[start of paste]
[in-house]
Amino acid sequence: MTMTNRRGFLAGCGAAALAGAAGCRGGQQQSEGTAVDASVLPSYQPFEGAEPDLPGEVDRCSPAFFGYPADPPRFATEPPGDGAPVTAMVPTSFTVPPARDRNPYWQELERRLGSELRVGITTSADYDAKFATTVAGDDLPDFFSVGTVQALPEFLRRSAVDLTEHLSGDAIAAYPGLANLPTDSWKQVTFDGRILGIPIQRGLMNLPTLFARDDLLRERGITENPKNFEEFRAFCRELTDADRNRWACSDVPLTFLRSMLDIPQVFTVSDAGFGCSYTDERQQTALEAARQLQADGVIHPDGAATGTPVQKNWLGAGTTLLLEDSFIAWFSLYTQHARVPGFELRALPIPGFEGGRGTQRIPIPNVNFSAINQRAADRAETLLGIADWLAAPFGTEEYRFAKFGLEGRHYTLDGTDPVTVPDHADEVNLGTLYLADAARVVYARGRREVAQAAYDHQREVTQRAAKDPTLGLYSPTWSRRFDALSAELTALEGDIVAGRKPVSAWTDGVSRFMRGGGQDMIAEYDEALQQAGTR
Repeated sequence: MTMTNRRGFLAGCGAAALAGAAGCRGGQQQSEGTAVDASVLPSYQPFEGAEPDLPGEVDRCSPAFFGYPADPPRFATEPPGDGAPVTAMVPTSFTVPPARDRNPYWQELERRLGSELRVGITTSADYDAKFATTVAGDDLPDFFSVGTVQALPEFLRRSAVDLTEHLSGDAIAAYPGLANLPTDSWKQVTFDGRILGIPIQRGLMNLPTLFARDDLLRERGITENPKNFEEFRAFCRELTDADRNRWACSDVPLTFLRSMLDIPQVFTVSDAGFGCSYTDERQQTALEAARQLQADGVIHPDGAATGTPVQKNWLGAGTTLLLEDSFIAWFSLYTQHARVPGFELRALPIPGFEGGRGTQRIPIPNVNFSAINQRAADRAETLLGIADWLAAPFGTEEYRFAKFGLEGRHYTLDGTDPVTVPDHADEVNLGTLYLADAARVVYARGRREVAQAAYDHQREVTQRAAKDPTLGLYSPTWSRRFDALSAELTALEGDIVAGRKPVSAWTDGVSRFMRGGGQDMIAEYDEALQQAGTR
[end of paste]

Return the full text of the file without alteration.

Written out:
[in-house]
Amino acid sequence: MTMTNRRGFLAGCGAAALAGAAGCRGGQQQSEGTAVDASVLPSYQPFEGAEPDLPGEVDRCSPAFFGYPADPPRFATEPPGDGAPVTAMVPTSFTVPPARDRNPYWQELERRLGSELRVGITTSADYDAKFATTVAGDDLPDFFSVGTVQALPEFLRRSAVDLTEHLSGDAIAAYPGLANLPTDSWKQVTFDGRILGIPIQRGLMNLPTLFARDDLLRERGITENPKNFEEFRAFCRELTDADRNRWACSDVPLTFLRSMLDIPQVFTVSDAGFGCSYTDERQQTALEAARQLQADGVIHPDGAATGTPVQKNWLGAGTTLLLEDSFIAWFSLYTQHARVPGFELRALPIPGFEGGRGTQRIPIPNVNFSAINQRAADRAETLLGIADWLAAPFGTEEYRFAKFGLEGRHYTLDGTDPVTVPDHADEVNLGTLYLADAARVVYARGRREVAQAAYDHQREVTQRAAKDPTLGLYSPTWSRRFDALSAELTALEGDIVAGRKPVSAWTDGVSRFMRGGGQDMIAEYDEALQQAGTR
Repeated sequence: MTMTNRRGFLAGCGAAALAGAAGCRGGQQQSEGTAVDASVLPSYQPFEGAEPDLPGEVDRCSPAFFGYPADPPRFATEPPGDGAPVTAMVPTSFTVPPARDRNPYWQELERRLGSELRVGITTSADYDAKFATTVAGDDLPDFFSVGTVQALPEFLRRSAVDLTEHLSGDAIAAYPGLANLPTDSWKQVTFDGRILGIPIQRGLMNLPTLFARDDLLRERGITENPKNFEEFRAFCRELTDADRNRWACSDVPLTFLRSMLDIPQVFTVSDAGFGCSYTDERQQTALEAARQLQADGVIHPDGAATGTPVQKNWLGAGTTLLLEDSFIAWFSLYTQHARVPGFELRALPIPGFEGGRGTQRIPIPNVNFSAINQRAADRAETLLGIADWLAAPFGTEEYRFAKFGLEGRHYTLDGTDPVTVPDHADEVNLGTLYLADAARVVYARGRREVAQAAYDHQREVTQRAAKDPTLGLYSPTWSRRFDALSAELTALEGDIVAGRKPVSAWTDGVSRFMRGGGQDMIAEYDEALQQAGTR